When you meet Steven Choong for the first time, you are greeted with his signature smile radiating from the face of warm humble man who has big ambitions.
Choong was born in the year 1957, a very significant year in Malaysia’s history; the accountant, however, did not foresee that six decades on, he would win in the most shocking and historic general elections.
But the passion and interest in politics had always been around, says the Perak-born Choong. "As a child, I used to sit by the radio, in those days, to listen to the election results for over 12 hours."
He recalls how results from Sabah and Sarawak were usually released much later, sometimes even two or three days late.
Choong studied accountancy and had a long career as a Certified Accountant (FCCA) in London.
He talks about how things are different politically in London than in Malaysia. “Politicians overseas, like in London, have a certain integrity about them. They want to serve the people and not make their lives difficult. Everything they do is about ethics and integrity. Even their families don’t really get involved in politics or businesses with the government unlike what you see here in Malaysia”.
I wanted to do something for the country, I had a long career in accounting and had a successful firm. I wanted to do more
Choong moved back to Malaysia after 10 years in London at age 33. After a few years working a big accounting firm, he eventually started his own.
Meanwhile, Choong's 'career' in politics began much later, at age 50. “I felt that I wanted to do something for the country, I had a long career in accounting and has a successful firm. I wanted to do more”.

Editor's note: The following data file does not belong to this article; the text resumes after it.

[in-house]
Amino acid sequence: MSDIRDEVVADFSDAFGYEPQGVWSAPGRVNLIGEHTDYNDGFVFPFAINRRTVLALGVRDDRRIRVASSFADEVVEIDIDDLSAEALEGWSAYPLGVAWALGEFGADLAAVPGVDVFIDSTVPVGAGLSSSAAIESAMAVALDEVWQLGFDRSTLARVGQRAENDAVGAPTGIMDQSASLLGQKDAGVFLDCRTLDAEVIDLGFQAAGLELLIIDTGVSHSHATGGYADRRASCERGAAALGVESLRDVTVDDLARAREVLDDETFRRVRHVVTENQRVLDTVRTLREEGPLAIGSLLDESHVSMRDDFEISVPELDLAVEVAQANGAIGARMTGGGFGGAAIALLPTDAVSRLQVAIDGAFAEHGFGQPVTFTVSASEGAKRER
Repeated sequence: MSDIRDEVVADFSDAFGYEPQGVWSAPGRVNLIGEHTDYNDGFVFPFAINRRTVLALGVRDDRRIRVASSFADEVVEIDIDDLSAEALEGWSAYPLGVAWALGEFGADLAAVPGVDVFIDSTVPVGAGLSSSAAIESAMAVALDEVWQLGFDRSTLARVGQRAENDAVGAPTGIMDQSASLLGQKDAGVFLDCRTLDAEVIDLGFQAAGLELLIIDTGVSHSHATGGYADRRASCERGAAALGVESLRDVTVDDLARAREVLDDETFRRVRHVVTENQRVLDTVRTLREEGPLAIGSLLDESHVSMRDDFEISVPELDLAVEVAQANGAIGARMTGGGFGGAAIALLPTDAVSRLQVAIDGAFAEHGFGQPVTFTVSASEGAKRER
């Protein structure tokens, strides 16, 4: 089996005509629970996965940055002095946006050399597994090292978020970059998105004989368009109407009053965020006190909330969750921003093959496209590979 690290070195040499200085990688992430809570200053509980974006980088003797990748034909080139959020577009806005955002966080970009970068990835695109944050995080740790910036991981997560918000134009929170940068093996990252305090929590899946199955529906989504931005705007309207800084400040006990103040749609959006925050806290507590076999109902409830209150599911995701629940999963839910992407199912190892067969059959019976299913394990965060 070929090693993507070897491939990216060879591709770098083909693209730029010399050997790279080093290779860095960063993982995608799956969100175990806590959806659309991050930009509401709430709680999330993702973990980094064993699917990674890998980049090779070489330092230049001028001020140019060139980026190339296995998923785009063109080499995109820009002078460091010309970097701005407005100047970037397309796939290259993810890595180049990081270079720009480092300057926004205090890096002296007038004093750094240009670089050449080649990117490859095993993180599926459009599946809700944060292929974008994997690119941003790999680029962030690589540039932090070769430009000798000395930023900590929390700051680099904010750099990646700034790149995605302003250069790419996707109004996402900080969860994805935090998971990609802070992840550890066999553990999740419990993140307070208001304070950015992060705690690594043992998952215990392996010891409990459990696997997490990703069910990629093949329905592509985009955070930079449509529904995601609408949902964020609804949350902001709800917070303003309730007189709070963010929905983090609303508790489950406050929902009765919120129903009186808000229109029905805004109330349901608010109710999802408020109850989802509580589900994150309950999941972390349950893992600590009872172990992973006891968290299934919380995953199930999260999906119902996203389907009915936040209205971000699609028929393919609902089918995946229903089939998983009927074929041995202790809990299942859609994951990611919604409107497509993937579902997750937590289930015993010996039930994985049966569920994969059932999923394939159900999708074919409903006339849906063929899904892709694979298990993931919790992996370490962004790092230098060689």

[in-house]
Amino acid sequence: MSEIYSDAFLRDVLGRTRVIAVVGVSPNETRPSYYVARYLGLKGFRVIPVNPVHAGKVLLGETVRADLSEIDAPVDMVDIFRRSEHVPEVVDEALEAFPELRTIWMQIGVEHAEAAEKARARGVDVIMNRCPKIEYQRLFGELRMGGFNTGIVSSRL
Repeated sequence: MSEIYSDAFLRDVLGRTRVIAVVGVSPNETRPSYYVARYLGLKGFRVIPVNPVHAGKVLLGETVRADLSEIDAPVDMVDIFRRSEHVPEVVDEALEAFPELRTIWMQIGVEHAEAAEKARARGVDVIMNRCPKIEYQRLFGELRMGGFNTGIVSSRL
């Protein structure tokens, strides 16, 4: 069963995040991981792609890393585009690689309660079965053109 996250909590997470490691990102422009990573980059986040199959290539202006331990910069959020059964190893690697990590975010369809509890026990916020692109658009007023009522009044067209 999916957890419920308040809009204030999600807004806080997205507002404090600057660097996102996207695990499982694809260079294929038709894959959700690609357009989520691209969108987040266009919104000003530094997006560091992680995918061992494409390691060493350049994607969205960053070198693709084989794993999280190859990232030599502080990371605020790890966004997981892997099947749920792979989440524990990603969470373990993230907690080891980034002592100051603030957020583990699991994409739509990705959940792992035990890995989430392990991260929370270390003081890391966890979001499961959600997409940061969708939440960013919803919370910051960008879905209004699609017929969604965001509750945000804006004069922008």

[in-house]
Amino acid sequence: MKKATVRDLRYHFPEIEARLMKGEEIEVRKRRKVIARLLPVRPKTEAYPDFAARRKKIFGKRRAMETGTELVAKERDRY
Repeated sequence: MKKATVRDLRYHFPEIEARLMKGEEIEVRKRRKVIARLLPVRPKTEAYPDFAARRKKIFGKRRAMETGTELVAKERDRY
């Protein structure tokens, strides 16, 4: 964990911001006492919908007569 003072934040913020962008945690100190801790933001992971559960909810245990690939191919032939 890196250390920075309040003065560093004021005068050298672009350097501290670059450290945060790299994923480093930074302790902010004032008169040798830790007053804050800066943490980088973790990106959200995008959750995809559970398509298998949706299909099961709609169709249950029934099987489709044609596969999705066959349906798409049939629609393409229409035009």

The turning point, according to him, was during the 2008 elections.
“After the 2008 elections, five states fell to the opposition. The people were aware and they wanted a change in the government. I felt it was the best time for me to contribute, in any way I could. I also had the financial capability that gave me the opportunity to do so," says Choong.
After consulting with his wife, he decided to join Parti Keadilan Rakyat. In the 2013 general elections, he was chosen as candidate to contest the Tebrau Parliamentary seat, once an MCA-stronghold.
Choong was defeated by a 1,767 vote majority. But the loss didn't deter Choong. In fact, he took MCA's slim majority win as a positive indicator. And so, he continued serving the constituency.
In the following years, Choong said he handled 550 cases brought up by constituents. Ninety percent of those cases were solved. Choong says his work had reached over 2,600 families in the constituency.
Servitude and track record, he says, was what drove the mixed-seat constituents to vote him in, in the 14th General Elections, where he won a three-cornered fight with a big 37,225 vote majority.
Now that he is MP, he hopes to play a more active part in politics.
At age 60, Choong says there should be no excuse for Malaysians not to spend time and energy to contribute to nation building. If nonagenarian Tun Dr Mahathir Mohamad is back to lead the country at 93-years-old, anyone can do it, he says with a smile.
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